Uganda is set to export 53% of its unemployed nurses to Germany and the United Kingdom to combat rising unemployment.
KAMPALA, UGANDA | NOW THEN DIGITAL — Uganda is taking steps to address its unemployment crisis by exporting 53% of its unemployed nurses to Germany and the United Kingdom. The Minister of Labour, Gender, and Social Development, Betty Amongi, announced this initiative during a high-level reflection dialogue on gender and equity planning and budgeting.
The dialogue, hosted by the Equal Opportunities Commission (EOC) and attended by various Ministries, Departments, and Agencies, focused on “Strengthening Gender and Equity Responsive Planning and Budgeting in Uganda for Increased Household Incomes and Improved Quality of Life for Ugandans.”
Betty Amongi revealed plans to travel to Germany and the UK to finalize negotiations with the respective institutions and authorities responsible for agreeing with the Ugandan government on this labor exportation program.
“We have initiated negotiations with Germany and UK, and it has been indicated that we can send nurses to these countries. So, I am traveling next week to conclude the agreements and sign the export agreement through our embassy,” Amongi said.
However, she clarified that this initiative exclusively pertains to nurses and not doctors. Amongi explained that over 53% of trained nurses in Uganda are currently unemployed in both government entities and the private sector.
These are the individuals the government aims to support with this opportunity. These nurses will be employed as caregivers in Germany and the UK, where there is a growing older population in need of care but a shortage of younger caregivers.
”As you are aware, there are many private entities that are currently training nurses. Through our analysis and statistics, we found that over 53% of these trained nurses are unemployed in government entities and the private sector. So, those are the individuals we want to support with this opportunity,” she added.
“These countries are in need of nurses and caregivers, as their older population is increasing, but they lack a younger population to care for them. There are more sick older people in hospitals, but there aren’t enough nurses to attend to them,”
Once bilateral agreements are concluded, the government will provide information about the specific types of nurses and caregivers required. This labor externalization plan comes in response to concerns about the inadequate number of medical workers in Uganda to provide quality care to a growing patient population.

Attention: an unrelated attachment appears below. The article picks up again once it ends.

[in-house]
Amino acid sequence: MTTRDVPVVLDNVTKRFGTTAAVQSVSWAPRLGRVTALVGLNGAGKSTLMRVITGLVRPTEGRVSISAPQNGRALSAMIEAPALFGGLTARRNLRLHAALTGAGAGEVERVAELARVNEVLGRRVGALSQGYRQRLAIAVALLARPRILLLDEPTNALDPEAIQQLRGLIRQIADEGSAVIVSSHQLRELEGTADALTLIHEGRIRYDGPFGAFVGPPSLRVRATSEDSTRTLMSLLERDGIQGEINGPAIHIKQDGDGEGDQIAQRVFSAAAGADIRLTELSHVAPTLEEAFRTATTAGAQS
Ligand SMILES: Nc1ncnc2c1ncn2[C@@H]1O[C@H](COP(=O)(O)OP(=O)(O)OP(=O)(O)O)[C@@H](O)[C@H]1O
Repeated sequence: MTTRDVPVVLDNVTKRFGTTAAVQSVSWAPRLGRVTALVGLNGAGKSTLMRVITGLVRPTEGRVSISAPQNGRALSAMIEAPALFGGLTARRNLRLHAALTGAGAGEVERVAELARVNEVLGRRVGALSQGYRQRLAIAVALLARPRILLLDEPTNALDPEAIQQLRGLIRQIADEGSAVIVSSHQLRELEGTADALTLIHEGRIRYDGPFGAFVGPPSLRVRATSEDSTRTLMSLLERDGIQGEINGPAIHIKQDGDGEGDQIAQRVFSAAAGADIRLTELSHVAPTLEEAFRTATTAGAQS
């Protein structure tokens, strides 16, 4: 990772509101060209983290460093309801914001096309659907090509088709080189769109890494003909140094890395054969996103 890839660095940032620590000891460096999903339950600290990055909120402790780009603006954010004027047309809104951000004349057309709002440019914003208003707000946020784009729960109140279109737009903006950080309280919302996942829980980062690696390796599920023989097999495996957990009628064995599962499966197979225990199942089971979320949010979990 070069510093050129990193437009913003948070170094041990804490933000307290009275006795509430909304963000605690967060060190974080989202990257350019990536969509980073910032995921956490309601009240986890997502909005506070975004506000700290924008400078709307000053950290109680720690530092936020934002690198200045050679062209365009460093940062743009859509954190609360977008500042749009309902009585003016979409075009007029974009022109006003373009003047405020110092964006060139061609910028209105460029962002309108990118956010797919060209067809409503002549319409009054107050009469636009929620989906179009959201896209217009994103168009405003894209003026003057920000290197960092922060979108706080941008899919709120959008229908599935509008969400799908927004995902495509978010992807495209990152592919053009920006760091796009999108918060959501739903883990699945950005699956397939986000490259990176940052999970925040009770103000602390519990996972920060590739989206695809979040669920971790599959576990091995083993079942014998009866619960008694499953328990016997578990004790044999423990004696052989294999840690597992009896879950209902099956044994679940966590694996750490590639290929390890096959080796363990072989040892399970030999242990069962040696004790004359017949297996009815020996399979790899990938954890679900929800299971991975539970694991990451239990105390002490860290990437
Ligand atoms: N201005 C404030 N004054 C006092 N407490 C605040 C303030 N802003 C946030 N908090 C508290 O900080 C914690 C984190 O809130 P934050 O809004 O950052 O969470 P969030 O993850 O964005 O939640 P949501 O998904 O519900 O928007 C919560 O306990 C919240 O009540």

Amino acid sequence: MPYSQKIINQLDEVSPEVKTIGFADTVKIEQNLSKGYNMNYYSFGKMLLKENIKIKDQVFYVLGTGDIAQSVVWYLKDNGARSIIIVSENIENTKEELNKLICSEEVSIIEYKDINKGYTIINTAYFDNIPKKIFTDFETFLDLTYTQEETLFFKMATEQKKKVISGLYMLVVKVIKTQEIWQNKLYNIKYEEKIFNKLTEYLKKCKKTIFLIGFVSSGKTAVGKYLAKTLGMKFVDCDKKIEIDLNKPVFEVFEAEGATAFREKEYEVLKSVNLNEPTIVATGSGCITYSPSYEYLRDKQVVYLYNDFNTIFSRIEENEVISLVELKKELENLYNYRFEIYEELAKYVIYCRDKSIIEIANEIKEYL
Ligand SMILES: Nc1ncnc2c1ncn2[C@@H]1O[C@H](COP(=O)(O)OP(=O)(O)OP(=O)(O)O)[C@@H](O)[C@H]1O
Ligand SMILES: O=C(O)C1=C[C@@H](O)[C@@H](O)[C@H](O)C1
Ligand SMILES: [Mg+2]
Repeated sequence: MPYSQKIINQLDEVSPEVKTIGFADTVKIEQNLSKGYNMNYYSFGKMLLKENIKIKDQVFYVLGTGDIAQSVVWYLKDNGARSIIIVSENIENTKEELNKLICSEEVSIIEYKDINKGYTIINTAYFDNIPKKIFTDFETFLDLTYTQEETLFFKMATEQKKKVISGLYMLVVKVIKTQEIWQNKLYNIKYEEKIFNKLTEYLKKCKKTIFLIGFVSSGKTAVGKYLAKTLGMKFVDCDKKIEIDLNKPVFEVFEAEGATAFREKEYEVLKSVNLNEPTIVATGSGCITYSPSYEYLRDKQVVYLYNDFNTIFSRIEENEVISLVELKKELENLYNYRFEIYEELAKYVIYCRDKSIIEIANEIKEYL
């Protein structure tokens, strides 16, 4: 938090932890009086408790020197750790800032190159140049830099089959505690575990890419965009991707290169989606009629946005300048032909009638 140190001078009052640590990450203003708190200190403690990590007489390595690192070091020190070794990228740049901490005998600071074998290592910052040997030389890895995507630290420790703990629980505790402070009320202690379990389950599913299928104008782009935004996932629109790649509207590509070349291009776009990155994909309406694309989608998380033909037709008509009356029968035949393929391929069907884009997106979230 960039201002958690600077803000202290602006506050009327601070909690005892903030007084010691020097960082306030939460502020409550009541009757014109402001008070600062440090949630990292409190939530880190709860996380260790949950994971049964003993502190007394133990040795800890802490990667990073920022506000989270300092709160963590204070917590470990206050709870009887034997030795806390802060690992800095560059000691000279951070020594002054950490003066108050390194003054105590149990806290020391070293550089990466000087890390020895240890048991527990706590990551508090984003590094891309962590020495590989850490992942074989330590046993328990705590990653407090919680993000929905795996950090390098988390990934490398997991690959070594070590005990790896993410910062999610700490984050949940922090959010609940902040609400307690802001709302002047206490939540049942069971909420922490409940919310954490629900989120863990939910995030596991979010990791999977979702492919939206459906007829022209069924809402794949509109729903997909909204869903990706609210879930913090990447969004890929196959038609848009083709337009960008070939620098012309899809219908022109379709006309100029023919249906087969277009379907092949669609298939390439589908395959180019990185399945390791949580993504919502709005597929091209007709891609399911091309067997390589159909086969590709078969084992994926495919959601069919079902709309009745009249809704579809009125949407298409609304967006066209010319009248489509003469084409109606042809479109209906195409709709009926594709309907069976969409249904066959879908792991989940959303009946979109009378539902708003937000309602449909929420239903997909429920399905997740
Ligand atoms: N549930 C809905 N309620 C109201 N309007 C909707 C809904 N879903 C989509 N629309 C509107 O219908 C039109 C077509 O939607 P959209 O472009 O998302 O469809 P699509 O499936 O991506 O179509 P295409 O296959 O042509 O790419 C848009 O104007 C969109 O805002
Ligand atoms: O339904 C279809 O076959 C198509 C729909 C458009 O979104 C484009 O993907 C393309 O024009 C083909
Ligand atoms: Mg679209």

Additionally, issues such as low pay in private healthcare facilities have led some nurses and midwives to seek opportunities abroad.
To put this initiative into context, a 2019 Health Workforce report highlighted a significant deficit in Uganda’s healthcare workforce. Experts have emphasized the need to employ 55,000 nurses to effectively serve the population and reduce healthcare facility deaths.
Presently, the government employs 28,000 nurses and midwives out of the 62,000 qualified individuals in Uganda.
Labor companies are in discussions to employ qualified nurses in the UK for approximately UGX 5 million ($1342) per month, following an upfront payment of Ush20 million ($5369) for the recruitment process.
It’s worth noting that this plan to send nurses and doctors abroad was first mentioned by Betty Amongi in February of the previous year.
However, it faced opposition from the Uganda Medical Association (UMA), which cited an alarming shortage of medical workers in public health facilities across the country that the government should prioritize addressing.
As part of the program budget approach, the Ministry of Gender aims to develop a strategic plan for 2020-2025, focusing on enhancing employability, livelihood, inclusive growth, and wealth creation.
The Chairperson of the EOC, Safia Nalule Jjuko, expressed gratitude for President Museveni‘s commitment to embracing gender and equity in planning and budgeting through the Public Finance Management Act of 2015.
She emphasized that gender and equity planning and budgeting are not solely the concern of the Ministry of Gender and Social Development but also of all Ministries, Departments, Agencies, and development partners.
Over four financial years, the allocation towards gender equity interventions has increased from 25.8% to 43.6% of the total budget, indicating increased appreciation for gender and equity in programming.
Nalule acknowledged variations within sectors regarding allocations targeting marginalized groups and recommended the development of gender-sensitive fiscal policies, the use of gender and equity disaggregated data to inform plans and budget decisions, and robust accountability measures.
Sarah Opendi, Chairperson of Uganda Women Parliamentary Association (UWOPA), encouraged Ugandans to embrace gender and equity budgeting and programming, emphasizing that gender issues are not women’s issues alone.
She pledged to work closely with the Equal Opportunities Commission to ensure equal treatment and benefits for all Ugandans without discrimination.
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